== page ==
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Article: Tuesday, 18 June 2024

Today, it’s easier than ever to order groceries online. For online supermarkets, however, delivering (mostly fresh) products is a complex puzzle and often unprofitable. Niels Agatz, Professor of Last-mile of supply chain at Rotterdam School of Management, Erasmus University explores how this can be improved. “Shopping online is much more efficient than having everyone drive to the supermarket in their own cars.” 

While so-called ‘flash delivery’ services saw a rapid rise during the COVID pandemic, these parties do not seem to be here to stay. Both Gorillas and Getir recently announced their departure from the Netherlands. For the professor, this came as no surprise. “The combination of high logistical costs and relatively low prices means it’s very difficult to make this model profitable”, he says. Yet online supermarkets continue to expand their operations, as does Picnic, the fast-growing company founded by EUR alumnus Michiel Muller. 


The supermarket as an outing 

At Agatz's house, delivery vans from various online supermarkets come by twice a week and the professor is a big fan: “My family really make a sport of avoiding any trips to the supermarket. But when we’re on holiday, we do go – and my children just look around in amazement", he says, laughing. According to the researcher, the assumption that online shopping is bad for the environment is wrong: “People often assume it can’t be sustainable because of all the vans and their emissions. But it is much more efficient than having everyone drive to the supermarket in their own cars. And it also offers people with mobility problems a way to do their shopping.”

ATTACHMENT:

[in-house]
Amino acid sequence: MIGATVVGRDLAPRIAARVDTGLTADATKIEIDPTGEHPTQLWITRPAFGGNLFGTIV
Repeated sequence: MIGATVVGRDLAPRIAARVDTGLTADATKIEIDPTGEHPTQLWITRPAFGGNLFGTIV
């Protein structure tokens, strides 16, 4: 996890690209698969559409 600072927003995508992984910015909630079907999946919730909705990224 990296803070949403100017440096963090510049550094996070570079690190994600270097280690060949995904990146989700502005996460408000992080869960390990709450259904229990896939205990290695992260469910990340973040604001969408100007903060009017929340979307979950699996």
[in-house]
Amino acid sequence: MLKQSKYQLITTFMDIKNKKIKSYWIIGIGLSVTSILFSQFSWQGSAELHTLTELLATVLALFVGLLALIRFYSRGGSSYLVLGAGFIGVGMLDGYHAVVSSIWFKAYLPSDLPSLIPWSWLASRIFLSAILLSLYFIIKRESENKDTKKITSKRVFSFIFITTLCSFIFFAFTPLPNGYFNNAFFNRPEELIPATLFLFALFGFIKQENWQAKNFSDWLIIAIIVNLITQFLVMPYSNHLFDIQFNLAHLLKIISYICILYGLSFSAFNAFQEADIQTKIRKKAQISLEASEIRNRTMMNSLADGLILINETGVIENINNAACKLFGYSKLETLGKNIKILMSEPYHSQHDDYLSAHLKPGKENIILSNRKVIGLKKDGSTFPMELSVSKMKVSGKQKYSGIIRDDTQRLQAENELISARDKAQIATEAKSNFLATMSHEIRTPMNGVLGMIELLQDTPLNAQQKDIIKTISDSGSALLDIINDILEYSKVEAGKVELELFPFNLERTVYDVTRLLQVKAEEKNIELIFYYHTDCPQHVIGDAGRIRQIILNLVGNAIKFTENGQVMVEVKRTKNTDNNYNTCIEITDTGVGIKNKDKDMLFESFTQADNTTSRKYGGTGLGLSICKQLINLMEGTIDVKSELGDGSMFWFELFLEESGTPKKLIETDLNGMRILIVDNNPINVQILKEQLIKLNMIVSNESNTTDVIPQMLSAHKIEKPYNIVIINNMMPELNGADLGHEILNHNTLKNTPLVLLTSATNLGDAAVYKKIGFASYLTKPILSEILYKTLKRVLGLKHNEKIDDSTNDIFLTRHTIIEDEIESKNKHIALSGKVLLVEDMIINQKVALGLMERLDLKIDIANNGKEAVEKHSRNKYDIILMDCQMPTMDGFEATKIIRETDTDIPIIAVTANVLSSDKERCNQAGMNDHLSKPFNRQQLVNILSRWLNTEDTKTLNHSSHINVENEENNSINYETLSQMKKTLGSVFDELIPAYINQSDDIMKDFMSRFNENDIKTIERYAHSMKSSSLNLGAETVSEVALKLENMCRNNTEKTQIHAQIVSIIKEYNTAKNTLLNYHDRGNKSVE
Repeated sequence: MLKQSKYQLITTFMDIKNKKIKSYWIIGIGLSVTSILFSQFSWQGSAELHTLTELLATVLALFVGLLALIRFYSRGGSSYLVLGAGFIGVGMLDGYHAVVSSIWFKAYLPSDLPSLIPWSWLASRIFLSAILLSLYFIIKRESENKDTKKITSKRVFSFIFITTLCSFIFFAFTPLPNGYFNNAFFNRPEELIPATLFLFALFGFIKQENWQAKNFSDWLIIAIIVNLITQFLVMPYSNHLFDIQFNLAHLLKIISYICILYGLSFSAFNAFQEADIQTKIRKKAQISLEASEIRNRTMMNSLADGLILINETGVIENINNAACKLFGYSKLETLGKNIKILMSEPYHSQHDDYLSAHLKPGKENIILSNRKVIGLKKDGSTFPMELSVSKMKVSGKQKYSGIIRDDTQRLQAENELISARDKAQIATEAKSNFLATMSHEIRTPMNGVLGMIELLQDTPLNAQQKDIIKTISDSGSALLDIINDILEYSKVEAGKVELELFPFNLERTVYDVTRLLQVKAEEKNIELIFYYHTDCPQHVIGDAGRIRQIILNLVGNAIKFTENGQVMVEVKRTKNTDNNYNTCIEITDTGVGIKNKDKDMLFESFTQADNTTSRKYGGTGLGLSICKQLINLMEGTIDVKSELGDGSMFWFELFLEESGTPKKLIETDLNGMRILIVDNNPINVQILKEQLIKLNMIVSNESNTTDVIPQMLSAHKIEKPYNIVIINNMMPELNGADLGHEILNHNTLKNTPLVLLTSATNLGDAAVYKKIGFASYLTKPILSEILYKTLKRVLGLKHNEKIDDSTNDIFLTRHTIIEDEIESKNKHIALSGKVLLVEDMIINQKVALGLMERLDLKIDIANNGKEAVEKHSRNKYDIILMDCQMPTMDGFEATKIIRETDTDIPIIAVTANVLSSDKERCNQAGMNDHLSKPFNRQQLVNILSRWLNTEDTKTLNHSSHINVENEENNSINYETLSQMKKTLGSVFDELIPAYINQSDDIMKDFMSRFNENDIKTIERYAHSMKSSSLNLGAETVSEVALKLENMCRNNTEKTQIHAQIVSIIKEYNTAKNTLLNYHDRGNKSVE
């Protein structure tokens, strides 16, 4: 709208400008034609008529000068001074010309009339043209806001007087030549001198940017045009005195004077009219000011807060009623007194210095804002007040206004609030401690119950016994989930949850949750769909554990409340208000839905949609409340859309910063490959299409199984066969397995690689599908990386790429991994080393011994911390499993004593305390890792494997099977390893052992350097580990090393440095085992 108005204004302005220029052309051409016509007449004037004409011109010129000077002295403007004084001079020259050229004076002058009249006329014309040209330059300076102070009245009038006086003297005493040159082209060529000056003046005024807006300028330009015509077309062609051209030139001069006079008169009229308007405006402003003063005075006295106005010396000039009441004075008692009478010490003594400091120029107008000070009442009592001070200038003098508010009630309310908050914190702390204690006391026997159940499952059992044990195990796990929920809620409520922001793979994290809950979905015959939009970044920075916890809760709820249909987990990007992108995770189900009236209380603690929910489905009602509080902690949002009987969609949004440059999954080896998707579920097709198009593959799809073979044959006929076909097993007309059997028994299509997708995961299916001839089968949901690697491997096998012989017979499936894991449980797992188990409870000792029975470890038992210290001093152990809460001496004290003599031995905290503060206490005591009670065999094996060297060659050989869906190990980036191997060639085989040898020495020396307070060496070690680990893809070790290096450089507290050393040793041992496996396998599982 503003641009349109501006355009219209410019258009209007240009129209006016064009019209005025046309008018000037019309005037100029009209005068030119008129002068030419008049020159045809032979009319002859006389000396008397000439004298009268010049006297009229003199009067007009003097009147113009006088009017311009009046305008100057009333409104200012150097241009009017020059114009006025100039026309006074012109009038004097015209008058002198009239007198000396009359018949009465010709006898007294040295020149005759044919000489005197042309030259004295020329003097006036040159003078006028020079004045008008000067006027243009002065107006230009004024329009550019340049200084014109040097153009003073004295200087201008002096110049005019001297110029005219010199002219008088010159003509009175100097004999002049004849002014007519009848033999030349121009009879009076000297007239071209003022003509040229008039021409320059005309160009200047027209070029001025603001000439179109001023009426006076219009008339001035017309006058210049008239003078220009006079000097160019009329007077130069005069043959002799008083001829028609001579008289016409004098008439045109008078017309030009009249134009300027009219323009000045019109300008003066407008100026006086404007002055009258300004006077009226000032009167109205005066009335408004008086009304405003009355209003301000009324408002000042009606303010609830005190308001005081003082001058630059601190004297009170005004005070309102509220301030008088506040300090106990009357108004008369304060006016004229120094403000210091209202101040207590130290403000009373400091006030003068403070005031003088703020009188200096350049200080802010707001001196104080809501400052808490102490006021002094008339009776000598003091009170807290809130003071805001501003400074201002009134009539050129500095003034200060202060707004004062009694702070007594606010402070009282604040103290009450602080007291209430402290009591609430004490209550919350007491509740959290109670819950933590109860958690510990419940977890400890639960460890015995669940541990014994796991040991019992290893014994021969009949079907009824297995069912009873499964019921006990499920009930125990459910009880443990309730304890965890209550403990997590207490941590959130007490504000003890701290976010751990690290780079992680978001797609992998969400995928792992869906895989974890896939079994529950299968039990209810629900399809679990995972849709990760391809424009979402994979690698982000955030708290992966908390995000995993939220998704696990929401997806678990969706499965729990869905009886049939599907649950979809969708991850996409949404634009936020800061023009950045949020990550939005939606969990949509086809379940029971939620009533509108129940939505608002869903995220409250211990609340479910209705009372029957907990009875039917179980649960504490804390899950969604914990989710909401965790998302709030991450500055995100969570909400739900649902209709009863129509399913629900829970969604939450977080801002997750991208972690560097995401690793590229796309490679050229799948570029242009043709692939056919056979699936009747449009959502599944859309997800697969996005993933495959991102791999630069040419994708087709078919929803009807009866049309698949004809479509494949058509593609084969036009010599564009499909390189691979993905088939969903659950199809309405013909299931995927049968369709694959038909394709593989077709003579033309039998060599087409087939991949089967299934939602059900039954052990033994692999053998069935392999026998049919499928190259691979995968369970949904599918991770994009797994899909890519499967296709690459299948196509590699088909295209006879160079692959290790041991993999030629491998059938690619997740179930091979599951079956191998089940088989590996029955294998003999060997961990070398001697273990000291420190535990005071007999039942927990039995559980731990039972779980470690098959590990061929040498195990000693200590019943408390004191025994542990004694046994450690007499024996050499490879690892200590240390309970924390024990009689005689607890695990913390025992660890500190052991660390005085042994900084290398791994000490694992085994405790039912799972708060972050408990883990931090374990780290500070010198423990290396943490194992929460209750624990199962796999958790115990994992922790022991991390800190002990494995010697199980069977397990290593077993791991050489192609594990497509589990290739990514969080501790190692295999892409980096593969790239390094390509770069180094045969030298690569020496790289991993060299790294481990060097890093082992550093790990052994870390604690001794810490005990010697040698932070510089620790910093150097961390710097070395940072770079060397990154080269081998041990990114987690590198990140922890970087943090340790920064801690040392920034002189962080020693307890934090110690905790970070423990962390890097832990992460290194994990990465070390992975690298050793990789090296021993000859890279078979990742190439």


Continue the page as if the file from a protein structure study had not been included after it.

As the name of his chair suggests, the professor’s work deals with the final ‘link’ in the distribution chain. That link is the most complex and costly part, which is why online supermarkets are struggling to become profitable. Every household is a potential stop and you are at the mercy of customers’ whims. “Those customers aren’t always at home and want to be able to determine exactly when their groceries arrive at their door”, the professor explains. On top of that, there are often products that need to be refrigerated, so you can’t just leave the groceries at a nearby parcel point.” 

Shopping online is much more efficient than having everyone drive to the supermarket in their own cars.

Learning to steer customers 

His PhD research focused on optimising the distribution chain of Albert Heijn, a major player in the Netherlands when it comes to delivering groceries to customers’ homes. And he is still working on that same puzzle today. An important part of this is steering consumer behaviour to make the chain more efficient and therefore more sustainable. Where previously the customer placed an order which was then scheduled, there is now much more scope for interaction. “We are looking at whether it’s possible to ‘nudge’ customers, for example by rewarding them if they choose a wider time slot. There is still a lot of untapped potential here”, he explains.